Loving God with all their strength
James K.A. Smith argues that what we do shapes what we love; that the liturgy of our lives feeds our passions. While I think he overplays this, encouraging our children to love God with their actions is vital. This will involve us joining them in the doing. One of the best examples I know of this is a friend who takes his young son with him when visiting some of the older saints in our church family.
Alternatively, this could mean writing letters to our persecuted brothers and sisters, or our partner missionaries. Statistics show that most missionaries made their decision to serve between the ages of 6 and 14. This means shaping children’s actions now with involvement in the lives of the worldwide church.
Children have a natural sense of justice, and we should encourage this and help them learn how to fight for it in the right way. We regularly include an opportunity for our children to give. This gives us a chance to explore with them biblical motives for giving, and it also gives them a wider vision of the work of the gospel in the world.
It also means getting children involved in the work of the church family: welcoming, serving, praying and sometimes reading. I often give our older children roles in serving the younger children in the group, learning selfless patience as they do so. Sometimes I ask them to offer cups of tea to the rest of the church family after the service. These are small things, but they involve the children in the wider life of the church and help them understand how to love God with all their strength.
This will also mean helping our children to work out how the passage of Scripture you are reflecting on together impacts their whole lives. Again, this means knowing them and their lives, and reflecting deeply on what it looks like to love God with all their strength at school, in their homes and when they are playing.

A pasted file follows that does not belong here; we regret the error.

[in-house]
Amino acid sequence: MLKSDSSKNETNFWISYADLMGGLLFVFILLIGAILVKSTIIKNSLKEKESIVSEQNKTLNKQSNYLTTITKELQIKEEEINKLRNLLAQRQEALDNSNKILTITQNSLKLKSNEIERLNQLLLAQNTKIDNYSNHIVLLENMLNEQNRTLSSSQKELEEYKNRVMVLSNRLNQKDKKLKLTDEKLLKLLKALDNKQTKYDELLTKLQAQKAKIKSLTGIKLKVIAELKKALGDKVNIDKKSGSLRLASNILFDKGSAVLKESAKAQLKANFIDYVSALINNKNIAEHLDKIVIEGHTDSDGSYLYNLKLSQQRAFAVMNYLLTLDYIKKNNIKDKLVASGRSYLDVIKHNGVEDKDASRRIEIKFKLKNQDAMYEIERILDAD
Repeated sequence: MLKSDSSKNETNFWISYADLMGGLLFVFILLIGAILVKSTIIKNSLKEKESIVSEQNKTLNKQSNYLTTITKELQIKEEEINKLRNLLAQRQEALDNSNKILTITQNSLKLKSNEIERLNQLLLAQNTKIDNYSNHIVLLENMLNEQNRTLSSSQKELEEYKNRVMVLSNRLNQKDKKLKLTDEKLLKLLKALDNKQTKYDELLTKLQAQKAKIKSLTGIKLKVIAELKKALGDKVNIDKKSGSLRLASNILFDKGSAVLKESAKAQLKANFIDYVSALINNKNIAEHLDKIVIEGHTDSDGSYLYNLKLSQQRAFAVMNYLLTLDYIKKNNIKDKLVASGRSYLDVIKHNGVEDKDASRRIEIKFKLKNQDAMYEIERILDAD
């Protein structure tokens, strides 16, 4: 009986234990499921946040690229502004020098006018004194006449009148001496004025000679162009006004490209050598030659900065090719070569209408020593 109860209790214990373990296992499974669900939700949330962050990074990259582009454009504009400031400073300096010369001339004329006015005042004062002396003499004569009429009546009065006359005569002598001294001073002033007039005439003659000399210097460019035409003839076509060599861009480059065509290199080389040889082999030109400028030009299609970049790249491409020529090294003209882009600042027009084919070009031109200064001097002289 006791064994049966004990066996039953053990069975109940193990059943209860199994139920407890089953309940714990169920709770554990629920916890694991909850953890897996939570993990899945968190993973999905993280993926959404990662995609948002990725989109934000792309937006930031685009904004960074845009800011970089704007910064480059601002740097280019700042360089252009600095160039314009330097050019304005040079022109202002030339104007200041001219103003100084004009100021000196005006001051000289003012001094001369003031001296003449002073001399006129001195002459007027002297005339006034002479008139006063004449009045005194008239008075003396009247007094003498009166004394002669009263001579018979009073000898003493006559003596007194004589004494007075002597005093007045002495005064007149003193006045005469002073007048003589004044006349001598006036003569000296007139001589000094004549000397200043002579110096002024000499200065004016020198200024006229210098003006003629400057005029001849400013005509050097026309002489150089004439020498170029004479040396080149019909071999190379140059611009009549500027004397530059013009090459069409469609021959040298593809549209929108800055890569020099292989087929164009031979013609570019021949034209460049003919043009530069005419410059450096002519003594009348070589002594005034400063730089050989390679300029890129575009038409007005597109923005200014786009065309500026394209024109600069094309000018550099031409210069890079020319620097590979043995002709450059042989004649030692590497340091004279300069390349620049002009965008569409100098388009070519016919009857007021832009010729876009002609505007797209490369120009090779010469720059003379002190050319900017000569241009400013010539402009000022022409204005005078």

It is likely that we naturally focus on one of these areas at the expense of the others. I’m oversimplifying here, but while those following a more traditional Sunday School model make good use of the mind, they are often less good with a full emotional response of the heart, which charismatics can be very good at. The Godly Play model is very good at dreaming, but may not leave the child knowing what to do with it. Meanwhile, an activist response is in danger of stopping at “read your Bible, pray every day” and going no further. To fully help our children enjoy God, we must be aware of the aspects we are under-emphasizing, be honest with where we are failing our groups, and change to better reflect the comprehensive nature of Jesus’ command.
This article originally appeared here.